Fighting extremism in Egypt's Sinai
At sunset in the North Sinai the sky blushes pink over the Mediterranean and the call to prayer blasts out from mosques on every main street.
It was at precisely this time last Sunday that a band of 35 or so heavily armed men moved in on a checkpoint near the town of Sheikh Zuweid.
They caught the border sentries off-guard, just as they were settling down to break their day of fasting for the Islamic holy month of Ramadan.
Amateur video captured the aftermath as medics rushed to help: the blood-soaked blankets and the limp bodies of 16 young soldiers.
Meanwhile, the attackers rushed for the border with Israel in stolen vehicles. The Israeli military says one exploded and it successfully targeted another in an air strike.
This was the most deadly assault on Egyptian forces here for decades, but it was not an isolated incident.
"Throughout this year, police stations and the army have been attacked by radical Islamic groups several times and the gas pipe to Israel has been hit many times," says Saleh al-Buluq, regional correspondent for al-Shorouk newspaper.
"Islamic groups here started with the people of Sinai only, but now they came from the other governorates of Egypt and also other countries."
After the evening's traditional iftar meal, I am served tea under a date palm tree with a leader of the Sawarka, one of the Sinai Bedouin tribes. He explains how local grievances have built up.
The Bedouin were treated like second-class citizens by Egypt's central government after the Sinai peninsula was occupied by Israel and then handed back under the terms of the 1979 peace treaty.
With few other economic opportunities, illegal activities like smuggling into the Gaza Strip and Israel, flourished in the border area.
"The problem is that the Bedouins are outside any economic or social considerations of the state. They have no importance in the political game," says Sheikh Khalaf al-Meneiy.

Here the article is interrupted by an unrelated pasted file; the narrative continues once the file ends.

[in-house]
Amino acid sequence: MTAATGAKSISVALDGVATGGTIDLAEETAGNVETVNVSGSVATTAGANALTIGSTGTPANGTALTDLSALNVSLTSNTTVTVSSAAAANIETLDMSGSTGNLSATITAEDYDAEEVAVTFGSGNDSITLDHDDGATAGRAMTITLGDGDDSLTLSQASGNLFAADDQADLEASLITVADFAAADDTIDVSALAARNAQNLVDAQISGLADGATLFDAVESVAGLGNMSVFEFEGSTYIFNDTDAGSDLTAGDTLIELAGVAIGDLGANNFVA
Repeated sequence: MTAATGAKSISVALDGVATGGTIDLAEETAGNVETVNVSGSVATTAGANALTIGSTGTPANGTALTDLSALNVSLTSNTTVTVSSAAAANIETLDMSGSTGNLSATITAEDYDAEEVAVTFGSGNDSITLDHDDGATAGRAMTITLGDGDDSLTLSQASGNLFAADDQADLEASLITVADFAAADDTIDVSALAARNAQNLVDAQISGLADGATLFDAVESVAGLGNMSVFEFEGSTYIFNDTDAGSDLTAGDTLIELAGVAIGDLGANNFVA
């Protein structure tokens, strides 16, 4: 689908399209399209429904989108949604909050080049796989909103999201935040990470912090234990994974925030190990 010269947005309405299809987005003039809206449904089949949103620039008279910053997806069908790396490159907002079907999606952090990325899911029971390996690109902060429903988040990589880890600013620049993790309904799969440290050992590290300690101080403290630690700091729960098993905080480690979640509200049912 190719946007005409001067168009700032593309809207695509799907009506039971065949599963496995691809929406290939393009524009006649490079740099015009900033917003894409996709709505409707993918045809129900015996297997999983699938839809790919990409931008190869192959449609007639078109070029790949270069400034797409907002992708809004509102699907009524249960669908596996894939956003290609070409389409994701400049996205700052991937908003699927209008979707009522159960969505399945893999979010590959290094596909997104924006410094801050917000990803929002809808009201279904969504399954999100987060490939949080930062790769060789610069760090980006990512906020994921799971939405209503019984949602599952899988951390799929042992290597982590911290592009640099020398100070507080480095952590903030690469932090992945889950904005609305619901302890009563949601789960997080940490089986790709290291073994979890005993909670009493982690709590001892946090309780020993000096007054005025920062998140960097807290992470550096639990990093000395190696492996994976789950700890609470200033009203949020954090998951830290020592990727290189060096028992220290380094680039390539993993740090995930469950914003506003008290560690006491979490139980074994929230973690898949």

He thinks that Islamist extremists found it easy to attract sympathisers here.
"Some people have a religious belief, an ideology like al-Qaeda. They think it's OK for them to kill people without consideration," he tells me.
"This was an old problem, but after the revolution the Sinai became lawless, with no security, no monitoring. These groups restructured themselves and got stronger and more organised. We warned about it several times."
Now military action is finally being taken to fill the security vacuum.
In the past few days, I have seen dozens of armoured personnel carriers arriving in North Sinai. Military aircraft armed with missiles have also been used to target militant hideouts.
Call to arms
Figures have not been confirmed but it amounts to the biggest deployment in the region since the 1973 October war with Israel.
The armed forces say they are preparing for a decisive confrontation with the extremists.
Yet this build-up by Egypt has only been possible with the agreement of Israel. Their peace deal dictated strict limits on troop numbers in the Sinai.
Many analysts and ordinary Egyptians think that must now change.
"The number of troops has been increased rapidly and we have a good number but not for long. It's only for this operation," says retired Gen Sameh Seif al-Yazel, director of al-Gomhouria Centre for Political and Security Studies.
"They have to come back to the West Bank of the Suez Canal as soon as they've finished.
"We want the peace treaty to be amended. The long-term plan is that we must have more troops in Sinai, to allow armed helicopters and unmanned reconnaissance planes to be there as well."
In recent days, the military has claimed many successes. Commanders said at least 20 militants had been killed, although with the absence of bodies, Bedouin chiefs have questioned that. Several men have been arrested.
Overnight in the largest North Sinai town, el-Arish, the new interior minister, Ahmed Gamal al-Din, came to discuss the latest developments with tribal leaders. They gave their backing to the offensive.
The ministerial gesture appeared to be recognition that the Sinai security threat cannot be solved with force alone: the support of locals is also desperately needed.
Residents of this long-troubled area, many of whom voted for Islamist President Mohammed Morsi in recent elections, are hoping that this was more than a photo opportunity.